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Lewes, Delaware
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February 3, 1995     Cape Gazette
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February 3, 1995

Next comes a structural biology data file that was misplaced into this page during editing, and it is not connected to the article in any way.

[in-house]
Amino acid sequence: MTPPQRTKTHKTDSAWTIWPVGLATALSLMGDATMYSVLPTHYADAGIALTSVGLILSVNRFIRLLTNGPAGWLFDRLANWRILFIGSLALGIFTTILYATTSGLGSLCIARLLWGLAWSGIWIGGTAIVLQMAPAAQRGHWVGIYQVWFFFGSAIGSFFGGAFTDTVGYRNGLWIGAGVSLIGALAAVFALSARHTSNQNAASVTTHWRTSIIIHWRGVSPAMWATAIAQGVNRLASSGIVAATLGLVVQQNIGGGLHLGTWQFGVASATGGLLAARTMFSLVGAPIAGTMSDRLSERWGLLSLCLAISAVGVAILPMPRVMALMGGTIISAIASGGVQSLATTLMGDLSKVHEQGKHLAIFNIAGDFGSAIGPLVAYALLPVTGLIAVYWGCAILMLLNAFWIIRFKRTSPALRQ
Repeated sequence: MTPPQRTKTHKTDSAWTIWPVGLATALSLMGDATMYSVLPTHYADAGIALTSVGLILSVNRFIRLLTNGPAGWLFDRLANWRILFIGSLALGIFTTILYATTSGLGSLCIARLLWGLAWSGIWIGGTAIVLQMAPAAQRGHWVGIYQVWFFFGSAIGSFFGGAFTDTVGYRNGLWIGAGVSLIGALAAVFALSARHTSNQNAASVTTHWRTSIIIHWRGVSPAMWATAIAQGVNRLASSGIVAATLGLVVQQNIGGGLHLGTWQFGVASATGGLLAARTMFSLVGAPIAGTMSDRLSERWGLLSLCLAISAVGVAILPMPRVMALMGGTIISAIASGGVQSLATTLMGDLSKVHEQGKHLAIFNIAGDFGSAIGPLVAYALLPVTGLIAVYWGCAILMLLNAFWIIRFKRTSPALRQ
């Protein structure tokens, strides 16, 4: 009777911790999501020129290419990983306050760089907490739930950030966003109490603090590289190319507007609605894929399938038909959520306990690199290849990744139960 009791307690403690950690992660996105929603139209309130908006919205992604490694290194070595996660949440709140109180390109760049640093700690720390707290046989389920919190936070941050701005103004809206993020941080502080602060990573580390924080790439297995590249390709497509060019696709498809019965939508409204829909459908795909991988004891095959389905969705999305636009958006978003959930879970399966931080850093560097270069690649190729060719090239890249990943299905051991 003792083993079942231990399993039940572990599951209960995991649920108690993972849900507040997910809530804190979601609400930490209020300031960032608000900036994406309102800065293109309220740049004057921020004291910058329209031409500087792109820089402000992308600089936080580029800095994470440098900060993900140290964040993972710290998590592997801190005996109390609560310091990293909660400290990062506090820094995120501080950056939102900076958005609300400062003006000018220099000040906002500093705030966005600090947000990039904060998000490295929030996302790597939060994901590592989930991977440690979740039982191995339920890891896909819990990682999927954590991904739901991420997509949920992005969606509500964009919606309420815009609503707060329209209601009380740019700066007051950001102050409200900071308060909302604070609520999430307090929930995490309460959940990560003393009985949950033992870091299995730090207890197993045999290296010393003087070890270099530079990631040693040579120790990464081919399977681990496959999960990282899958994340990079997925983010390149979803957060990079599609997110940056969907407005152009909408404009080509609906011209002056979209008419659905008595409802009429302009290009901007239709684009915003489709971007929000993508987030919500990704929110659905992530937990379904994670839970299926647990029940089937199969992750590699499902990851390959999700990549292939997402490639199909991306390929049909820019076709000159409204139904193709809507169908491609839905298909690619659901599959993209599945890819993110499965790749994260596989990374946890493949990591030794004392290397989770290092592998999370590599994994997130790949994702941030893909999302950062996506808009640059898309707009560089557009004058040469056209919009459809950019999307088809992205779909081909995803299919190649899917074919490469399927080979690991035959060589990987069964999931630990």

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I0 - CAPB Friday, February 3 - February 9, 1995 Rehoboth, SCC&TC resolve Convention Hall funding dispute By Trish Vernon Ruffled feathers were smoothed Friday, Jan. 27 following the Sus- sex County Convention and Tourism Commission' s (SCC&TC) 4-2 vote to allot the City of Rehoboth Beach $1,700 to advertise Convention Hall. The move to rehear the applica- tion, which was rejected earlier that month due to the city's lack of "an overall marketing plan," came after Rehoboth City Manager Greg Ferrese "cried foul," when he learned the request was denied. One of the primary reasons for Ferrese's ire was the fact that he had asked to make a presentation to the commission before a vote was taken. However, he wasn't notified of when the meeting was to be held, although it has never been the SCC&TC's practice to personally inform anyone, as they meet the same time and place on the last Friday of each month. Ferrese was also upset because, while the application had been submitted in May, it wasn't brought to a vote until January. His other major gripe was that the city so far has spent $250,000 to renovate the hall, while much of the SCC&TC's funding is de- rived from the lodging tax on Re- hoboth area motels. He felt that this .$1,700 seemed a small re- quest in light of that fact. Due to the public criticism lodged from both sides, there was an edge of pre-game excitement in the air as Ferrese arrived at the Jan. 27 meeting armed with a lengthy presentation on Conven- tion Hall. Rehoboth Mayor Sam Cooper, Chuck Snyder, who man- ages the hall, and Rehoboth busi- ness people John Kleitz, Melissa Clink and Patty Derrick joined in to provide support for the case. Before giving Ferrese the floor, Gigi Windiey, director of tourism for Delaware, cautioned "I hope in these discussions today we are looking collectively toward the same goal - helping Convention Hall remain economically healthy or even more healthy. We need to keep in mind that the whole suc- cess depends upon several things working together: product, organi- zation, pricing, promotion, ser- vice." SCC&TC Chairman Kay Wheatley, who also serves as fwst vice president of the Rehoboth- Dewey Chamber of Commerce, advised fellow members.to "re- flect on what we said [at the last meeting] and make sure there are no inconsistencies in our vote and listen to the city's presentation be- fore deciding," as the city's re- quest to state its case before the previous vote was the reason they decided to re-hear it. Ferrese gave a slide show of the renovated hall and photos he planned to use in the ad for the 1995 Northeast Rapid Response Kit, which is used by meeting and convention planners in the mid- Atlantic re- gion if the SCC&TC provides the $1,700. With the hall booked solid- ly on week- ends from i, April through October, "We FERRESE want to hit corporate events from November to April," he explained. He stressed that the city subsi- dizes convention hail, and the use of the hall spins off in positive dollars to motels, restaurants and retail stores in the Rehoboth area. "It's our goal to attract these off- season retreats and conventions so that our businesses can stay open longer in the winter and spring," he said, reminding them that most convention centers operate at a substantial loss. (With $39,000 in anticipated revenue from the hall in 1995, the city expects to expend $75,000 to operate it and another $15,775 in capital improvements.) As to marketing and servicing the hall, Ferrese told them that Re- hoboth is too small to afford a full-time hall staff, "but we can provide service." He also assured them that he would be the direct contact in the future for those wishing information on booking the facility. (While the ad would include his office's phone num- ber, the chamber would also field calls, as its 800 number would al- so appear on the ad.) As the SCC&TC previously turned down the request due to the lack of a marketing plan, he pre- sented an outlined plan which in- cluded various advertising and promotion now used such as brochures, etc. enclosed in the packet which all include informa- tion on the hall. He included as his marketing resources the Delaware Development Office, SCC&TC, the chamber marketing director and the downtown busi- ness association, adding that the city believes it should hire a mar- keting director for the hall when funds become available. Cooper then told the commis- sion that the hail, since it was built in 1964, "was never well-utilized. When I was a commissioner, I thought it was a loser and not in favor of putting a lot in it, but I've woken up. It increases revenue for businesses in the off-season and there's been a deterioration in survival for the types of business- es we want in Rehoboth. More off-season conventions could bring these businesses back." He went on to note that he sees support of the hall as a "coopera- tive effort," with the city provid- ing multi-faceted services. "With a budget of less than $6 million there's a lo t of competition for our resources and we've made a good faith effort to improve the hall. I want a commitment from some- where else before we put more taxpayer money into the hall," Cooper continued, admitting that they still need to improve the abil- ity to put together packages that include catering, etc. One voting SCC&TC member, Julie Sadowski, posed the ques- tion "I can't understand when all the money was put into the hall why no money was allocated for a marketing plan. You're putting the cart be- fore the horse." Ferrese re-. sponded, us- ing the "chicken and the egg ............... adage, that the applica- tion was sub- mitted short- WHEATLEY ly after the renovated hall reopened, so this $1,700 request is essentially the first step in getting a marketing plan up and running. (Rehoboth has submitted a second funding request to update and improve its promotion package and market- ing, with the city paying half Of the cost.) A discussion of the difference between "marketing" and "sell- ing" the hail ensued, with Wind- ley explaining that a marketing di- rector promotes the area and facil- ity, with which the chamber and business association assist. A sales director, on the other hand, is expected to sell the use of the hall and service the client. Ferrese told her he could be considered the sales director. With dissatisfaction heard in the past concerning phone calls not returned and other problems by those wishing to rent the hall, SCC&TC member Ellen Rice broached the subject. Ferrese stressed that he would field all in- quiries calling on the marketing skills of the business groups to help, but some members were skeptical he would have time to devote to such a task considering all of his other duties. Wheatley explained that Re- boboth also has a convention hall committee which is assessing the situation and will help with the en- deavor of shoring up any weak links. She went on to clarify any misunderstanding of the cham- ber's role in marketing the hall, noting that the chamber's SCC&TC funding does not pay the salary and-that all SCC&TC funds go toward efforts to attract visitors from outside of the area. The chamber has spent money or donated space on the promotion and renovation of the hall. If the SCC&TC pays for the ad this year, Ferrese said, if it's suc- cessful, perhaps next year the city will pay the entire freight or ask businesses that benefited to help pay for it. This, along with Ferrese's de- pendence on the chamber and oth- ers for marketing, caused Trenny Elliott of the Lewes chamber to say "it looks like you are passing the buck." This caused Windley to reiterate the need for a sales person. "Each entity needs to be involved. But if a salesperson is doing the job, it makes this hall much more profitable - it takes management and focus and that's the missing piece." Windley went on to say that all in all, she be- lieves the money would be spent in a worthwhile matter if the ad were placed in that publication. Wheatley addressed the board again, asking for a vote and noting they had "ended up concentrating on the small stuff rather than the big issue. There were mistakes on everyone's part and I'm not say- ing you should change your mind, but just look at the additional in- formation." With that, the commission voted 4-2 (Sadowski and Elliott voted no) to override its previous motion and grant the funding request with certain stipulations: that the city report back in six months on the status of the hall and its operation, as well as wanting input on the content of the advertisement. Alternative education, By Kerry Kester The Calm Henlopon Board of Education has asked Superinten- dent Suellen Skeen to prepare pro- posals for different models of al- ternative school programs for con- sideration as a referendum issue. Skeen said she will have a propos- al for the board to vote on at its Feb. 16 meeting. During its workshop meeting on Thursday, Jan. 19, the board also discussed a prevention model for middle and elementary schools that would include hiring behavior managers and counselors. During the Jan. 26 meeting, Skeen pro- vided a cost breakdown for board members to consider for alterna- tive and prevention programs. The cost of hiring an elementary counselor at each school would be $171,000, quiring a 3.42 cents campus monitors, tax increase per $100 of assessed property value. "The general pub- lic doesn't understand the bag- gage these kids are coming through the door with," said Butch Archer, board member, at the Jan. 19 meeting. He said he sees a strong need for the district to staff elementary schools with more counselors who could focus more on preventing problems that left unchecked, would later develop into serious conflicts. Also included in Skeen's break- down was hiring a behavior man- ager at Lewes and Milton Middle Schools as well as one at Re- hoboth Elementary School, at a cost of $135,000 - a 2.7 cents tax increase. Hiring a discipline dean at the high school would cost the district $33,000, a .66 cent tax in- case. high school addition top It will cost the district $319,000 to implement a minimum alterna- tive program; that's a 6.38 cents tax hike. That figure does not re- flect costs of transportation and assumes the program will be housed at Cape Henlopen High School. At the request of board member Dave Baker, Skeen also listed the cost of purchasing a personal re- sponsibility curriculum. It would cost $16,000, a .32 cent increase. Finally, in response to board member Becky Millman's request that Skeen investigate the cost of providing paraprofessionals in all core subject classes at the high school, Skeen determined that it would require eight staff members at a cost of $160,000. That would result in a 3.2 cents increase. Superintendent Suellen Skeen Cape said an alternative education pro- gram should be designed for stu- dents with varied needs. Students who might benefit from alterna- tive education are those with chil- dren of their own, who have atten- dance problems, who are home- less, who have discipline prob- lems, or who are financially inde- pendent of their parents and living on their own. "This is not going to be a re- placement for Woodbridge," said Skeen. She said that at present the state is focusing more on remov- ing disruptive students from the general student population, such as providing an alternative setting such as Woodbridge. Unlike the Cape district, she said, it is not concentrating on prevention mod- els. Skeen said that in-house aite concerns native school could not be fi- nanced through the tuition tax., but taxpayers could see a reduction in that tax the following year if the program is successful. "One of the ways you would track the success of an alternative program is you look at drop out rates," she said. "This is more an intervention program," Skeen said. Board member Dave Baker asked the board to consider funding the al- ternative program with a gradual tax increase over two or three years. The board decided in December to ask the public, through a refer- endum, to roll its debt service ac- count from the high school into the general operating budget. That money is now being used to pay off Cape Henlopen High School, Continued on page 13